Learn from other industries: How to be successful in the video game industry

Publicerat 5 March 2018

At KTH Executive School we have several times seen the strength when companies from different sectors, but with similar problems, meet and learn from each other. Inspiration on new ways to define and work with a problem can lead to wonderful results – and you don’t have to be afraid to discuss openly about your challenges since you don’t compete with each other.

A growing (and very successful) industri in Sweden is the gaming industry. This text is the first in a series about success factors and learnings from that industry. The insights are based on a report produced by researchers from KTH.

Do you want to meet executives from other industries in order to develop you company? Read more about our group formats.

How to be successful in the video game industry

Sweden’s position as a top game developer nation has been corroborated by interviewed industry experts, who often compare Sweden and to some extent Finland with international game development “hubs” in USA, Korea, Japan, and regions in Canada like Quebec. In addition, in 2015 Sweden was elected the leading game developing country in Europe in for the second year in a row, in surveys connected to the European Game Developers Conference.

The explanation for the success of Sweden as a nation has to lie within the reasons for the success of the companies that are active here. One approach to investigate the performance of firms competing in the same industry is to identify the industry’s key success factors (Ohame, 1982). The key success factors (KSF) are those few things that enable a company to win over competitors if executed really well, even if the performance in other less crucial areas is mediocre. Consequently; if Sweden’s game developers stand out in international comparison, it should be possible to trace the sources of advantage through their superior performance in KSF. The search for a common denominator for success that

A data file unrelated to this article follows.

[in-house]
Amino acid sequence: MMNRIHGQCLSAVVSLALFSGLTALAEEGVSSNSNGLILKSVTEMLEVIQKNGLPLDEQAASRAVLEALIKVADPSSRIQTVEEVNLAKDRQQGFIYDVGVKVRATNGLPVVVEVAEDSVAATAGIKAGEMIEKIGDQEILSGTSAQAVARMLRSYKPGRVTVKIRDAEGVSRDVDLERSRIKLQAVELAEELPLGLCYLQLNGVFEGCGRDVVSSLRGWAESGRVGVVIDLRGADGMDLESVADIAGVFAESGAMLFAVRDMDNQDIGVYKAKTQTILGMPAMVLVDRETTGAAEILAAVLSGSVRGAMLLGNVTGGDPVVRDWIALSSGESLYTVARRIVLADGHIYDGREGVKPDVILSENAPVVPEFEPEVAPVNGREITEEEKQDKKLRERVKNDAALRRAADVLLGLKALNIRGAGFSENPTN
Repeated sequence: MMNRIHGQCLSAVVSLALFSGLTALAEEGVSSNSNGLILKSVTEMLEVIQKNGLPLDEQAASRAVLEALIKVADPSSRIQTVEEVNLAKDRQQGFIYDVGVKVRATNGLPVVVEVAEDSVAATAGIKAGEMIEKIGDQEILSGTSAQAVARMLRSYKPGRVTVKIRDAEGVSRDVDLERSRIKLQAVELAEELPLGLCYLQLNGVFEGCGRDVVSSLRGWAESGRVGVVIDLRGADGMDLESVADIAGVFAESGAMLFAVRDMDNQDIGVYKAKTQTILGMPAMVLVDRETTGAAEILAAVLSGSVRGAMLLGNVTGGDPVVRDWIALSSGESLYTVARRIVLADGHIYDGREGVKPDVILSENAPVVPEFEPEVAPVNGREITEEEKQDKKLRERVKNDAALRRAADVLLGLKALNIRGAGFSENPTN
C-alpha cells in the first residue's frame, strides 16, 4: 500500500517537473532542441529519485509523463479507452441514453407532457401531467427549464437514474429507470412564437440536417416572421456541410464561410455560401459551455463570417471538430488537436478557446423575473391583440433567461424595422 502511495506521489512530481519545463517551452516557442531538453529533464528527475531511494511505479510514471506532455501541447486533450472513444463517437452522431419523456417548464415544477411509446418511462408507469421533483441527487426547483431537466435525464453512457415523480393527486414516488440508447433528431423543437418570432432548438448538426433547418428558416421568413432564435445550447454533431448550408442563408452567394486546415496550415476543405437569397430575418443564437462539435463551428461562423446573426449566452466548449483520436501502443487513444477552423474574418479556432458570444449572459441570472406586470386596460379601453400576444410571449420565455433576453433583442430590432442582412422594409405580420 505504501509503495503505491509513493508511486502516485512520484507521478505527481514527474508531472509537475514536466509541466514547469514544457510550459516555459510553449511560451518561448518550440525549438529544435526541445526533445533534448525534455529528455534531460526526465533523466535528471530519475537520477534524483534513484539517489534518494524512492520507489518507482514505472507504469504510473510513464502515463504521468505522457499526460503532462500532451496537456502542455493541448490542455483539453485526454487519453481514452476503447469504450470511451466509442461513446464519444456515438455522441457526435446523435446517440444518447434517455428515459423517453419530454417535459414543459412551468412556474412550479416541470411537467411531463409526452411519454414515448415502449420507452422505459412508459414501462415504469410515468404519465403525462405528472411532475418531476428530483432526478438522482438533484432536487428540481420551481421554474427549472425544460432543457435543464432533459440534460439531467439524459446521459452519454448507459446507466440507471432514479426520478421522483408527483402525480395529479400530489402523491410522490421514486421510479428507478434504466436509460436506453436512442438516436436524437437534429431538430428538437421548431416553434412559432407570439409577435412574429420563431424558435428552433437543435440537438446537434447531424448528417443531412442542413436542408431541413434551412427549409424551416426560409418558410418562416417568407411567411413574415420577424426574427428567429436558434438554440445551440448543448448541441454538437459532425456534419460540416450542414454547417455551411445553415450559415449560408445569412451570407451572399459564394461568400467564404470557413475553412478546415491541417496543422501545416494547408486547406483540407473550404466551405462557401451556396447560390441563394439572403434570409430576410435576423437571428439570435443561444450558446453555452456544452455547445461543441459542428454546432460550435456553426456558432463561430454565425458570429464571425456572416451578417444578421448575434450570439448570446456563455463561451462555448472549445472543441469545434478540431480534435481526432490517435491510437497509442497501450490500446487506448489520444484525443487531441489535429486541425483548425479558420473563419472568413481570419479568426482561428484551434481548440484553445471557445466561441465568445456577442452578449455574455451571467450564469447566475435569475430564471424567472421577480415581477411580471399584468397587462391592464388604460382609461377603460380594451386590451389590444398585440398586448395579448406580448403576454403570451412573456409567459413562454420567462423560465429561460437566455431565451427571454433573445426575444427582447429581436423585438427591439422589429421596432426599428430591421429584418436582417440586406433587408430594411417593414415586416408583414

i) is applicable to all the competitors
ii) has a decisive relevance,
iii) is possible for firms to influence, led to the identification of three KSF.

To have success with video games it is necessary to:

  1. Produce really good games [find out more]
  2. Reach through the market noise [find out more]
  3. Build a professional team  [find out more]

KSF are often obvious when they are pointed out but it is very useful to identify them, because it helps explaining performance in the industry. They can also be used as a base for forming strategies which leverage effective resource allocations. But first they need to be analyzed further. Click on the links for an unbundeling of each KSF.

The two first KSFs helps us understand how to have success with individual games. But while game success requires mastering both these KSF, there is also some link between them. From marketing research we know that if the customer has an experience that is satisfying enough to create delight, he or she may aid the market penetration efforts by recommending the game to others. In other words; a really good game that delights customers can benefit from word-of-mouth support, which under the right circumstances can cause the much desired viral spread of a game. In order to delight customers, the experience needs to exceed expectations. Unfortunately expectations change all the time, as previous attributes of delight become expected features in the next generation of products (Berger et al, 1993). In an area with much innovation and fast technical progress, such as video games, any static definition of quality is bound to become obsolete very quickly.

The third KSF concerns how to attain sustainable competitive advantage. Its is about building a firm rather than just a game. A firm that can have repeated successful game launches without relying on luck alone. Or in other words, how to transform from a start-up with a first successful launch to a firm with a superior game development capability. The analysis suggest that it has a lot to do with how development teams are composed, managed, developed and maintained.

Ohame, K. (1982). The Mind of the Strategist, McGraw-Hill.

The article is original from here.